Actress known for loser roles

On the back of her appearances in the road movies Easy Rider (1969) and Five Easy Pieces (1970), Karen Black became one of the quintessential actresses in what is now regarded as a golden age in Hollywood cinema.

With lips often described as "full" and intense eyes that seemed just a little off-kilter, Black was no classic Hollywood beauty. But she excelled at playing both ordinary and extraordinary people. Rarely the star of a film, she was one of the foremost character actresses of the era, playing waitresses, prostitutes, dreamers and even a woman who used to be a man in Robert Altman's Come Back to the Five and Dime, Jimmy Dean, Jimmy Dean (1982).

The film critic and historian Leonard Maltin put his finger on the secret of her success: "She came along at just the right time, as American cinema was changing. She didn't have a lacquered Hollywood look. She seemed like a real person, and that was exactly what the young film-makers whose careers were blossoming were looking for."

Black had her first significant film role in Francis Ford Coppola's You're a Big Boy Now (1966). But it was Easy Rider and Five Easy Pieces that really defined her, just as they defined the era. In Easy Rider she was a hooker who dropped acid with Peter Fonda and Dennis Hopper in a New Orleans cemetery. In Five Easy Pieces she was the waitress romanced, made pregnant and dumped by Jack Nicholson.

Black often played losers. She was the ill-fated adulteress Myrtle Wilson, whose death sets off the final tragic cycle of events, in The Great Gatsby (1974), and Faye Greener, the talentless actress who dreams of stardom in The Day of the Locust (1975).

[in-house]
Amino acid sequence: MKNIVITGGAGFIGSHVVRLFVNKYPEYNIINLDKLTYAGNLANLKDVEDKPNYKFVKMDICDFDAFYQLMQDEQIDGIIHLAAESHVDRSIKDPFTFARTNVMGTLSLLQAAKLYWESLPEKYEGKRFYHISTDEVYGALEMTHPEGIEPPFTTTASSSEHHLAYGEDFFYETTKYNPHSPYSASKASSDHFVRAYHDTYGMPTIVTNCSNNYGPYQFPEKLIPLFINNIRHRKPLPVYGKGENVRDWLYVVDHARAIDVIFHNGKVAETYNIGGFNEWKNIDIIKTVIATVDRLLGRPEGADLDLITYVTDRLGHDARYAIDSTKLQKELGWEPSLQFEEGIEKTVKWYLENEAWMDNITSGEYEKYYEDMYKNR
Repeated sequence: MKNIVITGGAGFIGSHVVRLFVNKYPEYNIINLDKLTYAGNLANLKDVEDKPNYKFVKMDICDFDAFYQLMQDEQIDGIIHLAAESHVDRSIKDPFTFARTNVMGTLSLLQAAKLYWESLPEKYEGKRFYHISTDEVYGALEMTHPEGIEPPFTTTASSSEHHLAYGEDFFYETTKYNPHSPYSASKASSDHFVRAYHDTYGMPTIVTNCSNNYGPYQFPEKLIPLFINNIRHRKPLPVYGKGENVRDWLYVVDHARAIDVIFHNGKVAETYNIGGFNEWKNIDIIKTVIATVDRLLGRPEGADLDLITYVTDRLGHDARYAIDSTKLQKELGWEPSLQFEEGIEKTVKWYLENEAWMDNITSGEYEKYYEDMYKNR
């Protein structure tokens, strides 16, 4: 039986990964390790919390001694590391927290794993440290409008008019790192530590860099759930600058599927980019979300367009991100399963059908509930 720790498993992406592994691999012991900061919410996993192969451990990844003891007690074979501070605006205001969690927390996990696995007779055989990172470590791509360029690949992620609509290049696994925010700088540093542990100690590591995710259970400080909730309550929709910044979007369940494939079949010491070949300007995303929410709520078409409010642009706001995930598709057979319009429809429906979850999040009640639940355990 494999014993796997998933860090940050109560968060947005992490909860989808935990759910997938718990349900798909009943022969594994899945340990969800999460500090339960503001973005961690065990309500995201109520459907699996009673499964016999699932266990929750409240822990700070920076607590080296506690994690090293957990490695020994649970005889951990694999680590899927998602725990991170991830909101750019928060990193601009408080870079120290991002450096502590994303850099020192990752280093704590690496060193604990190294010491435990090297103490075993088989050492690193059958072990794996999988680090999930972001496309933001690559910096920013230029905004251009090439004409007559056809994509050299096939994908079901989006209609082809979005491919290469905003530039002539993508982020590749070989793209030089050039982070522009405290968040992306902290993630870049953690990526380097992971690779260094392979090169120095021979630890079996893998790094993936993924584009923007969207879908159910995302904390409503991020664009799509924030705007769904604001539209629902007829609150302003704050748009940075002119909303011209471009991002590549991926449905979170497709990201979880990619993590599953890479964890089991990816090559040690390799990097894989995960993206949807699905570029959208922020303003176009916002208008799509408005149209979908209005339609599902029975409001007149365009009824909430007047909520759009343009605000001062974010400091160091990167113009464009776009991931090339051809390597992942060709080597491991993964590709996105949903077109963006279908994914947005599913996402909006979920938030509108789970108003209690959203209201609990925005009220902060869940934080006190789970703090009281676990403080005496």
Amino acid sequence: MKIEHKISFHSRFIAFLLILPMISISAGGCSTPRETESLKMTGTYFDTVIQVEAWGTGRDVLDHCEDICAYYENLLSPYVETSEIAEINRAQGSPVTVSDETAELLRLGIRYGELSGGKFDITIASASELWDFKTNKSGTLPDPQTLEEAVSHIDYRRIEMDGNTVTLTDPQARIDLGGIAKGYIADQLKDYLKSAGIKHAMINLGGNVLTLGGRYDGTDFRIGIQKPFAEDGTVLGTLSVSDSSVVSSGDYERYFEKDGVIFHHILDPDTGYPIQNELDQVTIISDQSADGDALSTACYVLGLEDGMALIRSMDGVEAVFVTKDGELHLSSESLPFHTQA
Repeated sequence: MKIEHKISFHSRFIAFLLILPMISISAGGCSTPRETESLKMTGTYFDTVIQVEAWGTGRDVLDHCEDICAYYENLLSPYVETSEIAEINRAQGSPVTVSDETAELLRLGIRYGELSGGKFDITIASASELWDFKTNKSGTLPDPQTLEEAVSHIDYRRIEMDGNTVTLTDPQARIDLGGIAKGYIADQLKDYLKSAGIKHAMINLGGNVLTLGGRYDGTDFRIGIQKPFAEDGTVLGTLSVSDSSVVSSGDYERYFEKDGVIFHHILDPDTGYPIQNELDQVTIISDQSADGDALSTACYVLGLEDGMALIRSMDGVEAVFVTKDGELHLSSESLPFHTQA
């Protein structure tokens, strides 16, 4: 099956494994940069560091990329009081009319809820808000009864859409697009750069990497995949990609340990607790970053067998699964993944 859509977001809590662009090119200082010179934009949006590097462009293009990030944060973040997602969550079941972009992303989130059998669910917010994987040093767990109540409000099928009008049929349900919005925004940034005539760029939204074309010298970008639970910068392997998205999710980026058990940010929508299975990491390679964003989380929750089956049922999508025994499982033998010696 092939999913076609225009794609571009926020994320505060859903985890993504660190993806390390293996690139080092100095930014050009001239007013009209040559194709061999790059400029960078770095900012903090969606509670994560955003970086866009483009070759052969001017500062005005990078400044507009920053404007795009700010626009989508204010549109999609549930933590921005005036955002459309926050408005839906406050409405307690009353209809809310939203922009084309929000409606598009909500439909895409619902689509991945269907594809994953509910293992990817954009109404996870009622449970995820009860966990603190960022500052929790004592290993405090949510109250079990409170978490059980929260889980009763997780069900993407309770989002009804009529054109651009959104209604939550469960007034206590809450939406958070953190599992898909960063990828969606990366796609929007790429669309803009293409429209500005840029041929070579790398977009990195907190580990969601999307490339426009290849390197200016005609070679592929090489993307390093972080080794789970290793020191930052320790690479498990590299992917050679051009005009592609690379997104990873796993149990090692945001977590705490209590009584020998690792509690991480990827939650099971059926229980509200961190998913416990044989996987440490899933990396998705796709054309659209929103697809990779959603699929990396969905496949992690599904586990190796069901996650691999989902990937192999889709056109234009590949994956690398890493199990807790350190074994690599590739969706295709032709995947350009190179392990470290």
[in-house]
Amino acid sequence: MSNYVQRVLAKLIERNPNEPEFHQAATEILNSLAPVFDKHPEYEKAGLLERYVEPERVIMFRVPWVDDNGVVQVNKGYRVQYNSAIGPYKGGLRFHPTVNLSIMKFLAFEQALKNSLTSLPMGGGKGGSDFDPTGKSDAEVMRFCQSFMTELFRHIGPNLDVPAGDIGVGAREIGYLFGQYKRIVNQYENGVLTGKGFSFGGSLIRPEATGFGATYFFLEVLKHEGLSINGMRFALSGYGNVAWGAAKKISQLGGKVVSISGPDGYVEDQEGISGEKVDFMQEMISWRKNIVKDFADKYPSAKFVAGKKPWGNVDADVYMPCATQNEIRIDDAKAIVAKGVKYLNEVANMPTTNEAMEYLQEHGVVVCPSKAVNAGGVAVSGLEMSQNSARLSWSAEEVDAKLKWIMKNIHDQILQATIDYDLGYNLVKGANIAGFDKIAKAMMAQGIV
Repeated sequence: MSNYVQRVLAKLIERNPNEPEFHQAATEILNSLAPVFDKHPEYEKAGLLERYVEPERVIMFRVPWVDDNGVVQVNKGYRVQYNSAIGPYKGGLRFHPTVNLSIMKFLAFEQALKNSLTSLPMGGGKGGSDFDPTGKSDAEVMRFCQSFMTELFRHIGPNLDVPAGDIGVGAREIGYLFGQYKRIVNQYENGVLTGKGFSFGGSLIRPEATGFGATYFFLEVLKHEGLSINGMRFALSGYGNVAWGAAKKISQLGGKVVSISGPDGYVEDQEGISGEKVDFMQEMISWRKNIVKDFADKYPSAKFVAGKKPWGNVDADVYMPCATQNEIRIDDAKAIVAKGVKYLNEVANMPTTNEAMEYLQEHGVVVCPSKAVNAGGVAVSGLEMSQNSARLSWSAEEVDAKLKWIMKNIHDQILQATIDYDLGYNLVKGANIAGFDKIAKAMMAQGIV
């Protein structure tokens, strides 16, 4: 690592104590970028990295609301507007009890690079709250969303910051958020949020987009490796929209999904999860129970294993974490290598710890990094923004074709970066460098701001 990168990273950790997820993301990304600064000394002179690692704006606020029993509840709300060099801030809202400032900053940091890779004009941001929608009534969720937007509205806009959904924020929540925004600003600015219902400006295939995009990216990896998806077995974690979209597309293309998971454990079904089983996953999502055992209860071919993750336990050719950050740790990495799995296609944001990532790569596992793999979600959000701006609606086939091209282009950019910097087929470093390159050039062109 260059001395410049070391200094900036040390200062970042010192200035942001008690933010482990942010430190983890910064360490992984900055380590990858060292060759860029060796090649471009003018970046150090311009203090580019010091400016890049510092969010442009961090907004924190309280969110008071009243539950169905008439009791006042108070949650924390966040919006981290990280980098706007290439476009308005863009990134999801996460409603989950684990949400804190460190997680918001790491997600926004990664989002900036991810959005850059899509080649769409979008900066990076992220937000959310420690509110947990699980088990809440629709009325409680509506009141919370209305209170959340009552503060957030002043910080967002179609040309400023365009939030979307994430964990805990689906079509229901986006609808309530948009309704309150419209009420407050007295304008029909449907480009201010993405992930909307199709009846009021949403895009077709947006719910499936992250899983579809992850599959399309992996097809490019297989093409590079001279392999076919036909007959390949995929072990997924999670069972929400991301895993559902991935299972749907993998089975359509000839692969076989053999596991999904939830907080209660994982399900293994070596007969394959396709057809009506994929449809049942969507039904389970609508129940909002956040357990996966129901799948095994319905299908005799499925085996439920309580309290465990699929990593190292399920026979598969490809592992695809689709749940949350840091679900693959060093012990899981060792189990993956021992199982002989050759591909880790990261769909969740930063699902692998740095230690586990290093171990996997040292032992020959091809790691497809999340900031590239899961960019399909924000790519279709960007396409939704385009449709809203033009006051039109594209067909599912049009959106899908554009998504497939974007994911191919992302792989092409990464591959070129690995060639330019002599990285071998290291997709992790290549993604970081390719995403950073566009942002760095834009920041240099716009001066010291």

Black did play the heroine in Airport 1975, the stewardess who takes over the stricken aircraft after the pilot, co-pilot and most of the other crew are killed or incapacitated. It was a very silly film. She also had a rare lead role in Alfred Hitchcock's final film, Family Plot (1976).

Black continued making films until fairly recently, amassing almost 200 film and television credits, though the quality dipped in later years and she was often to be found in horror, including Rob Zombie's House of 1000 Corpses (2003). She reckoned that horror directors liked to cast her because her name was Black.

Karen Black seemed almost ubiquitous in Hollywood movies in the 1970s, appearing in around 30 in the course of the decade, including Drive, He Said (1971), Nicholson's directorial debut, Portnoy's Complaint (1971), Robert Altman's classic Nashville (1975), in which she played a country singer and for which she wrote several songs.

Black died of cancer on August 8, aged 74.

The Southland Times